Wild and about wild.....
Lynda Brown - 16 September 2011
Not food for once (though that, too. PS I"m with Nik Darlington) but my garden, which I've always kept pretty wild, but this year seems to have become a mass of full on anarchic froth. To a 'normal' gardener, it's a mess, nothing short of an eye sore. To me it's pure Monet. That's basically because, though it's stuffed full with flowers, shrubs, veggies,herbs and such fruit as I squeeze in, apart from the occasional hacking back and dead heading roses, I don't actually do much too it. The big difference this year , I think, is that I didn't bother cutting the patch of grass which passes for a lawn at all.The result is a veritable nature reserve - I seem to be keeper of the national collection of insects without even trying.
Puzzling over this (as you do...) I've worked out that an unmown 'lawn' is brilliant cover for just about everything - which means whoever takes up residence be it a spider, frog, furry thing, or something strange and wonderful, can roam all over the garden at will . I also literally don't have any bare earth - again brilliant for getting around, and providing ready made homes - achieved by letting plants roam where they want, and relying on weeds to fill in the gaps. Not quite . Brambles, and creeping buttercup you absolutely need to keep under control; bindweed , another strangler of all things, is easy to spot and yank out, but if you miss it has pretty flowers; ground elder I've decided not to worry about, enjoy, and just dig up strategically, or when I need a bit of space for something else.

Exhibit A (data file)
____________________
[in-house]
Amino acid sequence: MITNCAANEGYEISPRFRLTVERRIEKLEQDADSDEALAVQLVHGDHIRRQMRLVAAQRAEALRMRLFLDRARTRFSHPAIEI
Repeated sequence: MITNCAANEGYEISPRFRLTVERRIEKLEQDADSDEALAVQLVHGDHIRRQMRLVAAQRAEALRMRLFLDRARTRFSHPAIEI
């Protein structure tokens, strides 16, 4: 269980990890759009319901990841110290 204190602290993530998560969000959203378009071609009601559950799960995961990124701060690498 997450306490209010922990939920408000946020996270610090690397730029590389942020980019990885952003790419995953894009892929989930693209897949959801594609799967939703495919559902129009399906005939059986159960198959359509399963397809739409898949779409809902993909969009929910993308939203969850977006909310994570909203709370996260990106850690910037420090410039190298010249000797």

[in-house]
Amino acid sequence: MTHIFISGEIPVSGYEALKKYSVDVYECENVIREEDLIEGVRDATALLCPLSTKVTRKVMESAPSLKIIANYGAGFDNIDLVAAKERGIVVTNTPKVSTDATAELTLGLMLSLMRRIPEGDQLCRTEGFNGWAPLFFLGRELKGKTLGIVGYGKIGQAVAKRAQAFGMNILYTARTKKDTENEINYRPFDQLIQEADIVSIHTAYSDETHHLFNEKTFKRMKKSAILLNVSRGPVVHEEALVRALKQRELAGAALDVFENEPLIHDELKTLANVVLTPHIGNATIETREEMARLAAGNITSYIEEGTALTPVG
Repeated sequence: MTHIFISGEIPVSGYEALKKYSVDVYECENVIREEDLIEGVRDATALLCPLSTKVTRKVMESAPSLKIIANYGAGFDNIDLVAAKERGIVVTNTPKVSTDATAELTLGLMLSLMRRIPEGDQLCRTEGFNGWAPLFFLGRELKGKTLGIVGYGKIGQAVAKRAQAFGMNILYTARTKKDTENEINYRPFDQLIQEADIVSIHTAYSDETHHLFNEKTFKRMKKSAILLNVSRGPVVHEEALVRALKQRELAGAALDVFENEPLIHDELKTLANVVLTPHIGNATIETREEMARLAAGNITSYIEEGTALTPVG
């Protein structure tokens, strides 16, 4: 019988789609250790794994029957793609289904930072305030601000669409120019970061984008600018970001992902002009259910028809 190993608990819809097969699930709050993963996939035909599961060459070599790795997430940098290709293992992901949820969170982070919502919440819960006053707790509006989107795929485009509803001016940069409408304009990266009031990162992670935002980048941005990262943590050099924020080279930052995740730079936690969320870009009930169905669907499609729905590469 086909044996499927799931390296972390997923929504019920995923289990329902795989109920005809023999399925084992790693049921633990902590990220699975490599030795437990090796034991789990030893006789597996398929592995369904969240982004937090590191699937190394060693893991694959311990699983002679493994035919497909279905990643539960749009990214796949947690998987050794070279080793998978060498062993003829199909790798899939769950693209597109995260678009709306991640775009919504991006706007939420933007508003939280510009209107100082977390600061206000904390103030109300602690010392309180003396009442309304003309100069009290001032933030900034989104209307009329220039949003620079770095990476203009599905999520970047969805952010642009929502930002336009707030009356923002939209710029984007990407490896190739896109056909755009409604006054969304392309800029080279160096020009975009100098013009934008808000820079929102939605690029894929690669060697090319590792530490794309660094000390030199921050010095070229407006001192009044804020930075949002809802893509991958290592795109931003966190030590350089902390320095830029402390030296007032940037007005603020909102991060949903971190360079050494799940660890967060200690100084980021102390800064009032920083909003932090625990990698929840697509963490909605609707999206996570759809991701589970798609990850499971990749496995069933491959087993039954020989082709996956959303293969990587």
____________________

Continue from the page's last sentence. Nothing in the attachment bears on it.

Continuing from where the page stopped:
The other thing that helps, I think, is letting annuals and biennials seed themselves. More seeds and insects means more birds - I've discovered bullfinches, for example, go mad for seeds of sweet rocket, and I've even spotted a sparrow. Lots of different weeds, nettles and herbs (oregano flowers seem to be a hot favourite) means all sorts of bees , butterflies,and hover flies; a tichy pond means newts - or did until a heron came to visit in spring.
Anyway that's what I like to think . Besides, no time to garden - too busy watching Mother Nature enjoy herself!.
Lynda is an award-winning food writer and broadcaster, and keen advocate for organic living. She is author of several food books over the last twenty years including Planet Organic: Organic Living, The Cook's Garden, and The Modern Cook's Handbook, as well as writing The Preserving Book that was published in 2010 in association with the Soil Association. Lynda is an expert on food and nutrition and a seasoned broadcaster, regularly speaking on food and farming both on the radio and television.